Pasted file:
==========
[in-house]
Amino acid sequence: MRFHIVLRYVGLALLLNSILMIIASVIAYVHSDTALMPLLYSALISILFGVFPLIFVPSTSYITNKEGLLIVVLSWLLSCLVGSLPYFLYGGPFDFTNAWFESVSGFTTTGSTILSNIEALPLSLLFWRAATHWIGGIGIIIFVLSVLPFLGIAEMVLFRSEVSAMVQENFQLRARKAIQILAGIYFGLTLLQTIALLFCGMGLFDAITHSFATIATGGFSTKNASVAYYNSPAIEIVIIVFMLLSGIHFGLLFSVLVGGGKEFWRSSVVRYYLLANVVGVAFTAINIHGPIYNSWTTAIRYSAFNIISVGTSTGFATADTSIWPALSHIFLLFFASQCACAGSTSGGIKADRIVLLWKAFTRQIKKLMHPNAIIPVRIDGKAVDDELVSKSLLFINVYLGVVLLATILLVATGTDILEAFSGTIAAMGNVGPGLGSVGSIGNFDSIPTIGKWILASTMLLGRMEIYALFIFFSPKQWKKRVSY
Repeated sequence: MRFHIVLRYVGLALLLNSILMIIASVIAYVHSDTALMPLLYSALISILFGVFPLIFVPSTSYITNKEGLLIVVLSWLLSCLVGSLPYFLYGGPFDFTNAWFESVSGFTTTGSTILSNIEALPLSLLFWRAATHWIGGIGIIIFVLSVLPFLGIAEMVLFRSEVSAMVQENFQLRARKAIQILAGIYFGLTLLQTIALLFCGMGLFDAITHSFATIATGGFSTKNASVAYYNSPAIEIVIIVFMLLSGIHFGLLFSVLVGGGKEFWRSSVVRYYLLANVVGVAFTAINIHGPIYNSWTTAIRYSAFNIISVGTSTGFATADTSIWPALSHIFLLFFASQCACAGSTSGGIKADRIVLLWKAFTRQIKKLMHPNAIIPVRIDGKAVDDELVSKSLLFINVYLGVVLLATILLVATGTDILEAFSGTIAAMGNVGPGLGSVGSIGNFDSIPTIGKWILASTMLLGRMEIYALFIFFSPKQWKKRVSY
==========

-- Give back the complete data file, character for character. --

[in-house]
Amino acid sequence: MRFHIVLRYVGLALLLNSILMIIASVIAYVHSDTALMPLLYSALISILFGVFPLIFVPSTSYITNKEGLLIVVLSWLLSCLVGSLPYFLYGGPFDFTNAWFESVSGFTTTGSTILSNIEALPLSLLFWRAATHWIGGIGIIIFVLSVLPFLGIAEMVLFRSEVSAMVQENFQLRARKAIQILAGIYFGLTLLQTIALLFCGMGLFDAITHSFATIATGGFSTKNASVAYYNSPAIEIVIIVFMLLSGIHFGLLFSVLVGGGKEFWRSSVVRYYLLANVVGVAFTAINIHGPIYNSWTTAIRYSAFNIISVGTSTGFATADTSIWPALSHIFLLFFASQCACAGSTSGGIKADRIVLLWKAFTRQIKKLMHPNAIIPVRIDGKAVDDELVSKSLLFINVYLGVVLLATILLVATGTDILEAFSGTIAAMGNVGPGLGSVGSIGNFDSIPTIGKWILASTMLLGRMEIYALFIFFSPKQWKKRVSY
Repeated sequence: MRFHIVLRYVGLALLLNSILMIIASVIAYVHSDTALMPLLYSALISILFGVFPLIFVPSTSYITNKEGLLIVVLSWLLSCLVGSLPYFLYGGPFDFTNAWFESVSGFTTTGSTILSNIEALPLSLLFWRAATHWIGGIGIIIFVLSVLPFLGIAEMVLFRSEVSAMVQENFQLRARKAIQILAGIYFGLTLLQTIALLFCGMGLFDAITHSFATIATGGFSTKNASVAYYNSPAIEIVIIVFMLLSGIHFGLLFSVLVGGGKEFWRSSVVRYYLLANVVGVAFTAINIHGPIYNSWTTAIRYSAFNIISVGTSTGFATADTSIWPALSHIFLLFFASQCACAGSTSGGIKADRIVLLWKAFTRQIKKLMHPNAIIPVRIDGKAVDDELVSKSLLFINVYLGVVLLATILLVATGTDILEAFSGTIAAMGNVGPGLGSVGSIGNFDSIPTIGKWILASTMLLGRMEIYALFIFFSPKQWKKRVSY